It’s up to us whether the promise of “never again” will hold true

Seventy-five years have passed since the world said “never again.” There would never again be a systematic attempt to destroy any ethnic, national, racial, or religious group.

Today is July 11th, twenty-eight years after the genocide in Srebrenica, where 8,372 Bosniaks were killed in and around Srebrenica in just a few days.

After the signing of the Dayton Agreement, survivors immediately started saying “never again.”

This sentence has become one of the slogans that emphasize the importance of dealing with the past and preventing the repetition of attrocities. But are we moving in the right direction? As I write this text, the world is facing war, numerous conflicts, and violence in different parts of the world, such as Ukraine, Palestine, Iran, and others. These conflicts indicate that the cycle of violence and attrocities still continues. Have we learned anything from the past? Has education improved? Do the media report better or do they still spread hate speech, target, and dehumanize minority groups? Are these young people our future?

“Burdening” the past and looking to the future

During formal education in Serbia, young people do not learn about the wars of the 1990s, and when they do, a one-sided ethno-nationalistic perspective is often emphasized. Consequently, young people are more susceptible to accepting nationalist narratives and extremist ideologies. They may choose to preserve a mural dedicated to Ratko Mladić on the corner of Njegoševa and Alekse Nenadovića Street, simply because they heard in the media that he is a hero who defended the Serbian people. They may choose to chant “Knife, wire, Srebrenica” in the football stands because “Mladić fought for Serbs.” When critical thinking is not encouraged in educational institutions and the past, which is deeply connected to the present, is not discussed, it leaves room for the radicalization of youth and violence.

In addition to not talking about the past, some question why young people should be “burdened” with the past, arguing that they are young and should look to the future. However, it is not possible to disregard the past and its role in shaping society. It is crucial for young people to learn about the genocide in Srebrenica because it would allow them to understand the mechanisms and processes that lead to genocide. Consequently, they would start thinking about their role in society and understand that just because something happened in the past does not mean it cannot be repeated, and they would be encouraged to oppose the mechanisms and processes that lead to genocide.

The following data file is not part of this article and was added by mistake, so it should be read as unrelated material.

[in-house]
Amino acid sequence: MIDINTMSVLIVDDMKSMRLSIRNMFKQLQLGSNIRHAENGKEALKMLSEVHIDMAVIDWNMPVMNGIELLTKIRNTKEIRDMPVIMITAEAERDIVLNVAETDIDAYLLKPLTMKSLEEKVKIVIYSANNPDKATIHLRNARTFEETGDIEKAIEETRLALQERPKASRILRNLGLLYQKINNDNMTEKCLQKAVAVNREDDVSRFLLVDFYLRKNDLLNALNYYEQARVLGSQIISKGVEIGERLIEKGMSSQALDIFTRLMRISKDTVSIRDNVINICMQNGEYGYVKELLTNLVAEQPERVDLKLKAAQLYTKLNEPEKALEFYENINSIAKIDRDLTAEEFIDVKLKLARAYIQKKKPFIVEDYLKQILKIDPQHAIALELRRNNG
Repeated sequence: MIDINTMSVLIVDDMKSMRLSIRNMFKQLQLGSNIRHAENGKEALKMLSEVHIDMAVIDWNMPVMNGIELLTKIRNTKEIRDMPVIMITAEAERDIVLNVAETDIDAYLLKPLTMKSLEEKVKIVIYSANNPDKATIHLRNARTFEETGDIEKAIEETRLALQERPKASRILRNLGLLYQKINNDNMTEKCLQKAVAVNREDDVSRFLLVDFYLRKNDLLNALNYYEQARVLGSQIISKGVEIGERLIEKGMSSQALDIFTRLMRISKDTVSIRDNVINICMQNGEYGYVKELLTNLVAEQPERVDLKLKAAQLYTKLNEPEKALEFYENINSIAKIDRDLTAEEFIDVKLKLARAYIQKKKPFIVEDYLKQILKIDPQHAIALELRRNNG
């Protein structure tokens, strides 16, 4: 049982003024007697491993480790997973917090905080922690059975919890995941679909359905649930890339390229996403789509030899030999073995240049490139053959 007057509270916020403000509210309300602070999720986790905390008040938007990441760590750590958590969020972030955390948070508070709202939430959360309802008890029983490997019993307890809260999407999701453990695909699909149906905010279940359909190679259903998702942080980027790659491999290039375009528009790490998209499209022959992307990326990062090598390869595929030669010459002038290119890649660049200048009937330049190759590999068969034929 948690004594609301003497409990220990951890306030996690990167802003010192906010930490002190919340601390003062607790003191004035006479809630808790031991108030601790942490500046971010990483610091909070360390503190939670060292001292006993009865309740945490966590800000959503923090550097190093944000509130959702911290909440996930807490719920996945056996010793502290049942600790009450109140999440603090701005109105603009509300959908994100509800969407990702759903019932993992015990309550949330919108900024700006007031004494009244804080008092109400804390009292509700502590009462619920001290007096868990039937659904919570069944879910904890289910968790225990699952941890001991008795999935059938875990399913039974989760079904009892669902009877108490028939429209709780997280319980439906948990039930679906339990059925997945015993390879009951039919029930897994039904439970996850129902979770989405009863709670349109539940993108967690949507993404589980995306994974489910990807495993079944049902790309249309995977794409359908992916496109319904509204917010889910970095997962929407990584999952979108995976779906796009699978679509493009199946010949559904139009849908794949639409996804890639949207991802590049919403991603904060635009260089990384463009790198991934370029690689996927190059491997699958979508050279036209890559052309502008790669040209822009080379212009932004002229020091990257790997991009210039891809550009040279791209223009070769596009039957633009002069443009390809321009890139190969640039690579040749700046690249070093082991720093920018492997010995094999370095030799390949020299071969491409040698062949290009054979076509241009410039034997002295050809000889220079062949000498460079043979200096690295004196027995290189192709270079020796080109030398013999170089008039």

Furthermore, learning about the genocide in Srebrenica would enable young people to identify propaganda, misinformation, and hate speech when it comes to genocide and when it is used as a tool for political purposes. Understanding the past allows young people to grasp the importance of facing the consequences of hatred and policies of crime and to develop values such as respect, solidarity, and empathy.

The responsibility of the media in dealing with the past

Convicted war criminals often appear as guests on national television, most commonly TV Pink and TV Happy, where they continue to deny war crimes and promote the policies that led to those crimes. By giving media space to those convicted of war crimes, their actions are legitimized, and they are integrated into public life with the claim that they are heroes who defended their country.

This kind of promotion equates war criminals with heroes, creating a dangerous perception that their crimes are justified. Consequently, the promotion of criminals creates an atmosphere of fear and retraumatization for the survivors and their families.

The denial of the genocide in Srebrenica is not limited to traditional media but also extends to social media. In traditional media, this narrative is most commonly found in daily tabloids and their online portals. The fact that such content has high visibility on social media platforms, coupled with the fact that the limitation and regulation of comments on their articles is sparse, opens the space for the proliferation of denial of the Srebrenica genocide and hate speech directed towards Bosniaks in the comments.

In Rwanda, where genocide was committed against the Tutsi ethnic group, radio was the main means of spreading hate speech. In Serbia, the majority of the media continue the last phase of the Srebrenica genocide by denying it. It seems that media representatives have not learned anything from the past.

Where we are now and where we are headed

It seems that we are at a crossroads when it comes to dealing with the past and preventing the repetition of war crimes. The phrase “never again” is repeated— while it is a fact that violence, discrimination, genocide denial, and conflicts still occur in our society, as well as in the world. Values that are crucial for building lasting peace and a fairer society, such as justice, respect, and compassion, are constantly under attack. Denial of the Srebrenica genocide, celebration of war criminals, and the spread of hate speech are everyday occurrences in Serbia. However, there are brave voices fighting against it, as well as new political forces willing to visit the Srebrenica Memorial Center in Potočari and show respect for the victims and empathy towards the survivors and families of the victims.

If one Srebrenica happened, we must not allow another to occur. In order to build a society that deals with the past, learns from it, and prevents the repetition of crimes, it is necessary to fight together against all forms of discrimination, Islamophobia, homophobia, xenophobia, and all policies of hatred and violence.

Ivana Jovanović is a human rights activist and program coordinator at the Youth Initiative for Human Rights. She graduated journalism at the Faculty of Political Sciences in Belgrade.

Translated by Luna Đorđević